I love decorating our home for the holidays. It’s another way to express my designer disposition. We spent the last week getting our house ready to welcome friends and family, and we started outdoors. The temperature decided to do a nose-dive that day, so my fingers almost froze, but all that is (nearly) forgotten now that the house is sparkly and bright.
Nothing says “Christmas” quite like red and green. And a little white doesn’t hurt, either! Our front stoop was looking quite festive in the snow.
The red wreath, with faux berries and flowers, enlivens our navy front door.
The side door got a dose of holiday cheer, too. Boxwood and berries are a classic holiday combination.
While I tend to gravitate toward the classics, I also like to add a touch of whimsy to our holiday decor.
Gathering several types of greens — along with stems with bright berries — creates an interesting melange.
Inside, our Christmas tree is adorned with a mix of sentimental Christopher Radko ornaments collected over the years, brightly colored balls and tiny white lights.
Our kitty, Princess, obviously approves and often reigns over the living room from her favorite spot under the tree.
Look how the white lights dance on the wood floor. Magical! But I also have a soft spot in my heart for the large, blue lights from my childhood — and probably many of yours (the multi-color strands were popular back in the day, too). Does anyone else remember those blue bulbs? If you look closely, you can spy them in the background in this throwback photo of me, age 4:
The retro lights are making a comeback and always stir up special memories whenever I see them. There’s so much tradition and meaning associated with the ritual of decorating a Christmas tree — or creating and lighting a menorah.
All this reminiscing about Christmases past got me wondering how the Christmas tree tradition started in the first place. I’ve always heard the tradition began in Germany, but didn’t know much history beyond that. So I googled it, of course. I found a great video and in-depth article here. I learned so much! Here are a few of the highlights I gleaned:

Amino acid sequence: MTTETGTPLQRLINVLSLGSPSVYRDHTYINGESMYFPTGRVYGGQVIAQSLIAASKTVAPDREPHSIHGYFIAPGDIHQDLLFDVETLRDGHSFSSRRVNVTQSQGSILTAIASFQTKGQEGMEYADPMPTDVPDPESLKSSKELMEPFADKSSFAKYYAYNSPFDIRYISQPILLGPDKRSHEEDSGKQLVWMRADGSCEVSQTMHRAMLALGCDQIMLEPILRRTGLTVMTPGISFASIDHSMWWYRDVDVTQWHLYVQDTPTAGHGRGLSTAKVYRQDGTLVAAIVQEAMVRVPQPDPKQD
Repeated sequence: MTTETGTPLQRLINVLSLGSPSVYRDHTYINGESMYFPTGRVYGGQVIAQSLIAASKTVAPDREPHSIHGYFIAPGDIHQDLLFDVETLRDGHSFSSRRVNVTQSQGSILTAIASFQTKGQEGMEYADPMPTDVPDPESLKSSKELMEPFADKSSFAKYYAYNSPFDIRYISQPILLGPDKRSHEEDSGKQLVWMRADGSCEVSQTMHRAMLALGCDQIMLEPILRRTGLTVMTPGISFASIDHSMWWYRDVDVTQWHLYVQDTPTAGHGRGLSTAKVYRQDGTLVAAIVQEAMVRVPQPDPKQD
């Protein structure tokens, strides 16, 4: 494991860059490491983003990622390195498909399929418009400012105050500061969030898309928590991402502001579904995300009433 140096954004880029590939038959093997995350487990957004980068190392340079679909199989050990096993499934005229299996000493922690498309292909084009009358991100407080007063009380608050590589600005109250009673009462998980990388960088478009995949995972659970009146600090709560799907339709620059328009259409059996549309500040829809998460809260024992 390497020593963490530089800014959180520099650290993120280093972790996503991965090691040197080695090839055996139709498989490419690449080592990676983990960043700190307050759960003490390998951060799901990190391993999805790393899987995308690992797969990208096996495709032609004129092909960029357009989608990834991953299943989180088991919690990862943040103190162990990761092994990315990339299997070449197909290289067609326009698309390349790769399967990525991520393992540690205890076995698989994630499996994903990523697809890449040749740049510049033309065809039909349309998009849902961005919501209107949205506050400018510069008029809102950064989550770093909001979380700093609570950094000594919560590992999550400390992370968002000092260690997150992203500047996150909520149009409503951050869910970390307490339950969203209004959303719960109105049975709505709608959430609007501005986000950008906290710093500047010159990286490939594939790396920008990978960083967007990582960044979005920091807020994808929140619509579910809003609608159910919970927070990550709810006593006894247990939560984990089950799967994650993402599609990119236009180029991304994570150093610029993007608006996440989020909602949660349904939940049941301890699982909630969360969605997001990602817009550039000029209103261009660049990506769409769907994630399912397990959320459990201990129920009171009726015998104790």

- Yes, the Germans did indeed start the Christmas tree tradition in the 16th Century. They decorated the first trees with apples, inspired by the Garden of Eden, and called them “Paradise Trees.”
- Martin Luther, the 16th Century Protestant reformer, is believed to be the first to wire lighted candles to tree branches to mimic twinkling stars.
- Queen Victoria helped to spread the popularity of Christmas trees. In 1848, she and her German husband, Prince Albert, along with their children, posed around their decorated tree (reminiscent of the ones Albert experienced growing up in Germany) for a sketch that appeared in the Illustrated London Times. Others soon began copying the fashionable royals.
- Thomas Edison’s associate, Edward H. Johnson, developed in 1882 the first electric Christmas tree lights, as a safer alternative to lighted candles (thank goodness!).
Who knew, right? Well, I digressed a bit, but I think these facts are so much fun. Back to my Christmas decor…
Entertaining friends and family is a big part of the holidays, and I enjoy creating festive tablescapes for each event. Here is our dining table, decked out in holiday splendor for an intimate brunch:
The pale green, goose-feather tree (from a past Martha Stewart Christmas collection) and the Santa’s Reindeer dinnerware (from a past Pottery Barn collection) add light-hearted whimsey to the more traditional elements.
Setting a holiday table always takes me back to 2007, when I created a tabletop display to be auctioned for the Georgetown Jingle, then a fundraiser for Georgetown University Hospital’s pediatric cancer programs. I wanted to create an elegant tablescape that would capture the imaginations of guests of all ages. My theme was ‘Twas the Night Before Christmas.
A handsome Henredon table served as my base (the chairs are Henredon, too). I commissioned the custom acrylic from Spectrum Limited, so the reindeer and sleigh would appear to be flying over the table. Oh, what fun!
I mixed dinnerware in the Grand Tour pattern (discontinued, sadly) by Home James with several small red and green floral arrangements and white candles. With its timeless theme and color scheme, the tabletop display still resonates today, 10 years later.
How about you? Are you ready for the holidays? I hope you enjoy special times with loved ones this season. Happy holidays to all!